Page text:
Nestled away off London’s Tottenham Court Road, the office for Number 9 Films is an instant reminder of the impact made by this British production company, which was formed by Elizabeth Karlsen and Stephen Woolley. Framed posters for such impeccable films as Their Finest, The Limehouse Golem and Carol adorn the walls. In the boardroom, a glass case houses a life-size model wolf – a reminder of Woolley’s early triumph, The Company Of Wolves, the first of 13 films he’s produced for writer-director Neil Jordan.
Karlsen first met Woolley at Palace Pictures, the company behind such famous British films as Scandal, Absolute Beginners, and Jordan’s Oscar-nominated The Crying Game. Although Palace eventually folded, Woolley and Karlsen remained together, becoming husband and wife and forming Number 9 Films in 2002, producing Breakfast On Pluto (2005), Great Expectations (2012), Made In Dagenham (2010), Carol (2015) and this year’s Ian McEwan adaptation, On Chesil Beach. Now comes Wash Westmoreland’s vibrant Colette, starring Keira Knightley as the French 19th century author forced to live in her husband’s shadow…
What drew you to the story of Sidonie-Gabrielle Colette?
ELIZABETH KARLSEN: I loved Colette’s writing and I had a couple of biographies, one that had been given to me by a close girlfriend for a birthday almost 20 years ago. Everything should scream as a warning signal: French icon, in English language, casting someone who’s English, filming across various places in Europe. Can you make it work? But I thought there was enough of an arc there and enough originality and surprise when people came and saw the film to go, “Wow, I didn’t know about her, the things that she did and the mores that she challenged and how expressive she was.”
STEPHEN WOOLLEY: For me, I thought it was a fantastic script about merchandising and selling Colette as a commodity and certainly selling her creation, Claudine. With modern marketing in music, theatre and cinema, everything is about branding.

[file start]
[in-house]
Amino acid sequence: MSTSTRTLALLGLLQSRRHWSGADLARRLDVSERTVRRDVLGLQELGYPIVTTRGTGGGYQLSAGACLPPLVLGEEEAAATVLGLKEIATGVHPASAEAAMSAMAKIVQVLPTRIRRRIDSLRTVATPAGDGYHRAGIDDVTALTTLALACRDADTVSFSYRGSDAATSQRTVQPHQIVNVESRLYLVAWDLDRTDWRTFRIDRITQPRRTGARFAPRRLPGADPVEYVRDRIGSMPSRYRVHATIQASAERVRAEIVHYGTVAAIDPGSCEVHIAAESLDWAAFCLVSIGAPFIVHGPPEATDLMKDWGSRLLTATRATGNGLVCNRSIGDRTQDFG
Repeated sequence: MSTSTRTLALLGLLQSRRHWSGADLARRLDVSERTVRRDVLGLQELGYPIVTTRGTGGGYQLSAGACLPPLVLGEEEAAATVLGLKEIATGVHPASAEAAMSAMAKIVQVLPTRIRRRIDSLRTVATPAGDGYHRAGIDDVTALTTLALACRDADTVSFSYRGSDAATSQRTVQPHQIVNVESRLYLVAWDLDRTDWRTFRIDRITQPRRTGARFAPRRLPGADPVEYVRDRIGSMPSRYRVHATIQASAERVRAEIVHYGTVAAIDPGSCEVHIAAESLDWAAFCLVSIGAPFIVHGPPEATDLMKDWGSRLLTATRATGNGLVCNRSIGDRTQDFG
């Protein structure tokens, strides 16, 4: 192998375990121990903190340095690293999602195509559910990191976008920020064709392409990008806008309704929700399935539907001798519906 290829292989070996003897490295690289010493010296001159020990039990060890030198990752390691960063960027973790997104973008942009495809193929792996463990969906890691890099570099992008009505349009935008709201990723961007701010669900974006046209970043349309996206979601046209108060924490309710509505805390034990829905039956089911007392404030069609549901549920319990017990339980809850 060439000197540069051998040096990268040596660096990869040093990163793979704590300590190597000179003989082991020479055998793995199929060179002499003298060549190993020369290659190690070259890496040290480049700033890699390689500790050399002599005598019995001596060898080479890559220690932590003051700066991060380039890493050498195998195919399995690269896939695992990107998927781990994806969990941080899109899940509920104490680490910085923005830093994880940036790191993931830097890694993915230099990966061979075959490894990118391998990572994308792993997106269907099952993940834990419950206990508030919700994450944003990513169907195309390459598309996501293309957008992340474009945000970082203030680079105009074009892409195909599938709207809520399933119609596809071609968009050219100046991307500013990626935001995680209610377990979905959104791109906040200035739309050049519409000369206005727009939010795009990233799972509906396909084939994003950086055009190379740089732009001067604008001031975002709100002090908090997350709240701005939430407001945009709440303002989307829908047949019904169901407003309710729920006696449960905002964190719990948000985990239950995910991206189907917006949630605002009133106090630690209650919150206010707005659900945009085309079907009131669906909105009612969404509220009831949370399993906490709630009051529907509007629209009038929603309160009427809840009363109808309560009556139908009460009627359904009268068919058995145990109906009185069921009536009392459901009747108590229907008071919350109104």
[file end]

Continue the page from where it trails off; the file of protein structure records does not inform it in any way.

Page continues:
I was astonished by how modern it was. And what a great job Richard [Glatzer, writer] and Wash [Westmoreland, director] had done with modernising the story that you think is archaic and Belle Époque. From Colette fighting her publisher husband, Willy, to be recognised as the real writer behind her books to her sexual politics, it’s also a very feminist story.
EK: It is. In the same way that Carol was. In Carol, you have a woman who leaves her husband and her child, and a woman who leaves her fiancé. And in Colette, you have a woman who leaves her husband. But I think in both films, it’s not like men are portrayed as evil.
SW: It’s a film that can work for men and women. It shows why a man can do those things without consciously realising he’s steamrollering across somebody else’s personality. It also shows a woman who is fighting for her rights but also has a love for her man. It’s not a relationship that is black and white. It’s a lovely, complex, colourful relationship that shows how we are as human beings.
This is your first time working with Keira Knightley. How was that?
EK: She’s like working with Cate Blanchett. She’s a thoroughbred. She’s just fantastic.
SW: I think it’s a special movie for her. She felt this was an opportunity to make something she could feel really close to.
Early in your career, Stephen, you ran the Scala cinema. What memories do you have of that?